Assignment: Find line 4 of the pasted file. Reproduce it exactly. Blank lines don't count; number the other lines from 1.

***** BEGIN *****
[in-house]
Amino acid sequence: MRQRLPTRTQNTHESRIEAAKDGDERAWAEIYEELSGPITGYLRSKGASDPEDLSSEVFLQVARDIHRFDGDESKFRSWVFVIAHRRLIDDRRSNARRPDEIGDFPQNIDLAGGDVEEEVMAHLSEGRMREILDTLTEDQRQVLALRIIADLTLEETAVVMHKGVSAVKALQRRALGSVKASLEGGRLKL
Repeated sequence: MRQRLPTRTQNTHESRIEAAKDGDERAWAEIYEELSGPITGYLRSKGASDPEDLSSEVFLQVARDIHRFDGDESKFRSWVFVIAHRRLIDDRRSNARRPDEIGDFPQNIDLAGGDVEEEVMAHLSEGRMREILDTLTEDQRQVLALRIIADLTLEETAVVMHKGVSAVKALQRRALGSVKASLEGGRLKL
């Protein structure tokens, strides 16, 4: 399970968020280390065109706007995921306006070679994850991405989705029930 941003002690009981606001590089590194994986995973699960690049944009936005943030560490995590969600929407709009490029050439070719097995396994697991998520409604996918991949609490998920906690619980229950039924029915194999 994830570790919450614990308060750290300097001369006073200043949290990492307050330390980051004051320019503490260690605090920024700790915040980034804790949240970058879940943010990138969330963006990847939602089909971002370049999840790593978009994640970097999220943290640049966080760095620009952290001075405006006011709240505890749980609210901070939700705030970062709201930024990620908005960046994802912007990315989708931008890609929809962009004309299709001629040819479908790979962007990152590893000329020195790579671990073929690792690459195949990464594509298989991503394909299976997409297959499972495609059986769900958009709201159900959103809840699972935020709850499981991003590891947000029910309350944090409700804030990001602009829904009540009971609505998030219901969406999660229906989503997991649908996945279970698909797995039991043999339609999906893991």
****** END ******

């Protein structure tokens, strides 16, 4: 399970968020280390065109706007995921306006070679994850991405989705029930 941003002690009981606001590089590194994986995973699960690049944009936005943030560490995590969600929407709009490029050439070719097995396994697991998520409604996918991949609490998920906690619980229950039924029915194999 994830570790919450614990308060750290300097001369006073200043949290990492307050330390980051004051320019503490260690605090920024700790915040980034804790949240970058879940943010990138969330963006990847939602089909971002370049999840790593978009994640970097999220943290640049966080760095620009952290001075405006006011709240505890749980609210901070939700705030970062709201930024990620908005960046994802912007990315989708931008890609929809962009004309299709001629040819479908790979962007990152590893000329020195790579671990073929690792690459195949990464594509298989991503394909299976997409297959499972495609059986769900958009709201159900959103809840699972935020709850499981991003590891947000029910309350944090409700804030990001602009829904009540009971609505998030219901969406999660229906989503997991649908996945279970698909797995039991043999339609999906893991």